Creating your shaving cream magna doodle:

This morning, I took a can of shaving cream to the table, and presented the hooligans with this:shaving cream invitation to play

At the sound of the spray-can, they came running, and gathered around, curious about what I was up to. “Is it for us?” they asked.  “Yep”, I said.  “What do we do with it?” one of them asked.  I replied very simply:  “Whatever you’d like”.

There was a moment of hesitation, and then a few cautious fingers poked at the cream.exploring shaving cream sensory play

And it wasn’t long before they were burying their hands in the foam, and spreading it around the table, making swirls and pattern.  Then they would wipe it all out and start fresh.  That’s when I realized that what we had in front of us was just like a giant Magna Doodle!shaving cream magna doodle - incredible sensory experience

Who doesn’t love a Magna Doodle?  Make it life-size, and add a sensory twist and it’s better than ever!  We made hand prints,handprints in shaving cream

drew pictures, and created oodles of doodles, writing our names and swirling our hands and fingers around in the foam.doodling in shaving creamIt was such a wonderful sensory experience.  The soft, fluffy shaving cream, little hands gliding around on the slippery table-top and it smelled amazing!swirling shaving cream on a table

When the table became covered with patterns and drawings, they would slide their hands down the length of the table, swiping the surface “clean” to start again.swirls in shaving cream

Cleaning hands:

We had a large bowl and a towel sitting beside the table, so the kids could rinse their hands whenever they wanted to.

hands covered in shaving cream

For those who don’ t enjoy messy play:

One little guy wasn’t big on getting his hands as messy as this activity required, so after a while, I handed out some paint-brushes and they had a go with those.IMG_0905

Shaving cream is an absolutely delightful substance to in your sensory activities, but as always, you know your child best.  If there are skin sensitivities or a risk of your child eating it, please hold off until your child is a bit older.

For more ways to play with shaving cream, please check our other posts:

Playing with Shaving Cream

Shaving Cream Car Wash

Marbleizing with Shaving Cream and Food Colouring

Window Painting with Shaving Cream

You may also appreciate:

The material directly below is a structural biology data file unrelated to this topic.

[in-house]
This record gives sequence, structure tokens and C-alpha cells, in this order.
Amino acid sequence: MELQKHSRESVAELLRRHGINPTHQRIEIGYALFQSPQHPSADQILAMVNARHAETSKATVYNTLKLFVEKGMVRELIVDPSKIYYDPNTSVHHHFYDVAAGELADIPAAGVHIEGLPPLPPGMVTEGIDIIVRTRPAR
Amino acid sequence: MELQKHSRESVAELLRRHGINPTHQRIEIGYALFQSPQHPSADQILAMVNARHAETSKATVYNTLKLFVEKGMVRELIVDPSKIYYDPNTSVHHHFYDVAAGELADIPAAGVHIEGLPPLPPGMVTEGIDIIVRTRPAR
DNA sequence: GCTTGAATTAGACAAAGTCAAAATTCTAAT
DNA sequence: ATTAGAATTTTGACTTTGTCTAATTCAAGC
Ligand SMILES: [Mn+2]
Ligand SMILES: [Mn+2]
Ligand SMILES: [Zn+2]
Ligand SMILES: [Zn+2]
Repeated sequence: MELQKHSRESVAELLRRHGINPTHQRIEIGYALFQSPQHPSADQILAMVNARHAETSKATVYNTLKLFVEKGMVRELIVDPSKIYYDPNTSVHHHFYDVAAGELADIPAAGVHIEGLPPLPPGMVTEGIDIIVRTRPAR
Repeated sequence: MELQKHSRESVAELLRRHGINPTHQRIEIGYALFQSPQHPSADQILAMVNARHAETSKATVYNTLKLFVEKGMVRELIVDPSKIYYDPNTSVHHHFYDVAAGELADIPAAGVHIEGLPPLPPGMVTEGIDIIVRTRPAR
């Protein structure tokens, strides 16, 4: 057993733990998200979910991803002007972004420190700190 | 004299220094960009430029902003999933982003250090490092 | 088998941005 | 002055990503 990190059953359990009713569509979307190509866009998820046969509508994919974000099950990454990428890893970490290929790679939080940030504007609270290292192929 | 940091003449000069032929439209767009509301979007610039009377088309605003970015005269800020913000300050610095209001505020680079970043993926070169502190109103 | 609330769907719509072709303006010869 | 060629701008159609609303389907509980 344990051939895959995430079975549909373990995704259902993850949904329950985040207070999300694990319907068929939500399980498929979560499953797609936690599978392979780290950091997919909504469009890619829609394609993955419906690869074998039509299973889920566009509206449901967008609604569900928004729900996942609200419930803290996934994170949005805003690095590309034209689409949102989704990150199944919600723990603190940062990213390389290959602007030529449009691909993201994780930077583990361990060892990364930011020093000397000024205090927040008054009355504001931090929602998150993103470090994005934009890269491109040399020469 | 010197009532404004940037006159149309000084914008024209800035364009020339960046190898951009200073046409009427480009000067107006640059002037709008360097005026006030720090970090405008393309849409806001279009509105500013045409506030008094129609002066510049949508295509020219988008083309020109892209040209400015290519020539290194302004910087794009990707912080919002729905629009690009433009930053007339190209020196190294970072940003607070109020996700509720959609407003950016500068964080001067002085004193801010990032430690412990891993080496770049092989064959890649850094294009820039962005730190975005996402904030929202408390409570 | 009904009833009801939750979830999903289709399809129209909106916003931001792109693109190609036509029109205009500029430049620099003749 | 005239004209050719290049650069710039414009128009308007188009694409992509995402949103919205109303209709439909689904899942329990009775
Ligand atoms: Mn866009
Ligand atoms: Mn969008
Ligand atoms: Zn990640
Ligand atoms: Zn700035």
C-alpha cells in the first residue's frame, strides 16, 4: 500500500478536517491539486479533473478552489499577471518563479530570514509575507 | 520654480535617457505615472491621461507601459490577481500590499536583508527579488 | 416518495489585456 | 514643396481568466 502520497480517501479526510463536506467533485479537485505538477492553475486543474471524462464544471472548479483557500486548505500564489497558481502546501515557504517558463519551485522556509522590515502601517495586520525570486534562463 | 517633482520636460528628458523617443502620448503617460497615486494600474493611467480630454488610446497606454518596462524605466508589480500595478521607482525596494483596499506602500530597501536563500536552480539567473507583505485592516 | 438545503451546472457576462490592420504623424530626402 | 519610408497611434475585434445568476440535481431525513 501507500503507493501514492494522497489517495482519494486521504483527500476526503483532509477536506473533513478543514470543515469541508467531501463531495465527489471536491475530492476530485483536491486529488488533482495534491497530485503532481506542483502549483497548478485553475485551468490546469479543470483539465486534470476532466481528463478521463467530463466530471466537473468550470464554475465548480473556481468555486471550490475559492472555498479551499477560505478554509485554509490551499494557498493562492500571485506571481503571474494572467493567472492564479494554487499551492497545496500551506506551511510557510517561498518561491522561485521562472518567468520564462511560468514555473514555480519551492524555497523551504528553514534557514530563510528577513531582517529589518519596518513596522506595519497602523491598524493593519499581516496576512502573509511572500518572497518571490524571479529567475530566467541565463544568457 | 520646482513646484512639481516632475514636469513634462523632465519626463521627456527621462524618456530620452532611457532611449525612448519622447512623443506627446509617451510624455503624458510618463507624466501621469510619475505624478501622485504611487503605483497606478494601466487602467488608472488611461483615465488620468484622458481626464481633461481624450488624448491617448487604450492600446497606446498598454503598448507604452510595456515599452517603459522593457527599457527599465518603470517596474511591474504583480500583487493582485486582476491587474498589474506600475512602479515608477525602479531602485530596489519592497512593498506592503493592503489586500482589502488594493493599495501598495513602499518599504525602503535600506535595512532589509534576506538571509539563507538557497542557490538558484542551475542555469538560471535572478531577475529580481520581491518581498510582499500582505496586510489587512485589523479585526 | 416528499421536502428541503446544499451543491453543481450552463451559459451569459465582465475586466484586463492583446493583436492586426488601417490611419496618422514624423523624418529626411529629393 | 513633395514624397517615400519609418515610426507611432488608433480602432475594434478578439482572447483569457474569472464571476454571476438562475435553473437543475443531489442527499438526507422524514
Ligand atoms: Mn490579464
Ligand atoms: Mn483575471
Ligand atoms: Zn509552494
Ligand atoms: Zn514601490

5 Learning Activities for the Magna Doodle

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Outdoor Sensory Play – Exploring Fresh Herbs

Outdoor sensory play idea:  Toddlers and preschoolers will love exploring fresh herbs and plants with this fun backyard sensory activity!

This is such a fun way for kids to work on their cutting skills.  It’s also an awesome water activity that will engage all the senses.  The smell of fresh cut herbs, the beautiful colours of the garden, splashing in the cool water – what more could you ask for in an outdoor toddler activity?

Sensory Soup - fine motor, sensory fun and water play
Every year at about this time, when the garden is in full tilt, we break out the bowls, buckets and the scissors and we spend the morning making “Garden Soup”.  It’s one of our favourite Springtime activities.

Sensory Soup - exploring fresh herbs and flowers

This year, I decided to change things up a bit, and instead of having flowers as the main ingredient in our activity, I gathered fresh herbs from around the yard and garden, thinking it would be heavenly to enjoy the pungent aromas as the kids snipped and chopped the sprigs into their “soup”.

To make our herb kitchen, I used:

Herbs for the herb soup sensory activity

  • Herbs:  we used cilantro, basil, oregano, dill, chives, tarragon, thyme and mint
  • scissors
  • ladles and spoons
  • bowls
  • cups or scoops
  •  large stock pot filled with water
  • flowers, shells and stones (added as an afterthought)

We started off by exploring the different herbs, crushing and smelling a few of the leaves, and I explained how they’re used to add flavour to our food: oregano and basil in spaghetti and pizza sauce, mint in gum etc.

Then the hooligans gathered around our 6 dollar thrift shop coffee table , which is perfect for crafting and play at, and they chopped, plucked and snipped their leaves and stems into their bowls; perfect for fine motor and scissor skill development.

chopping and plucking fresh herbs for sensory play

They scooped water from the big stock pot and added it to their bowls,

making Sensory Soup with fresh herbs and flowers

pouring water into fresh herbs sensory activity

and they spent the better part of an hour mixing up their concoctions.

stirring fresh herbs into water activity

sensory soup

When most of the herbs had been used up, someone ran to the deck and fetched a bowl of stones and shells to add to their soup,

Adding stones and shells to herbs and flowers for Sensory Soup

 and I clipped some incredibly fragrant peony blooms garden, and they used the petals to garnish their bowls.

chopping up peonies for Sensory Soup

What a wonderful way to spend the morning!  Water play, sensory play and fine motor development all rolled into one  super Springtime activity.

And when we were finished, we scooped out the shells and stones, and dumped our “soup” into the compost bin. :)

!sensory soup table

If you’re looking for more ways to make learning fun with water, click through to check out our water-works, dino-dig and baby bath station.  They’ve all been super-popular here.

If you’re curious about the denim aprons the hooligans are wearing, I make them from the legs of our old jeans.  You can find my apron tutorial here: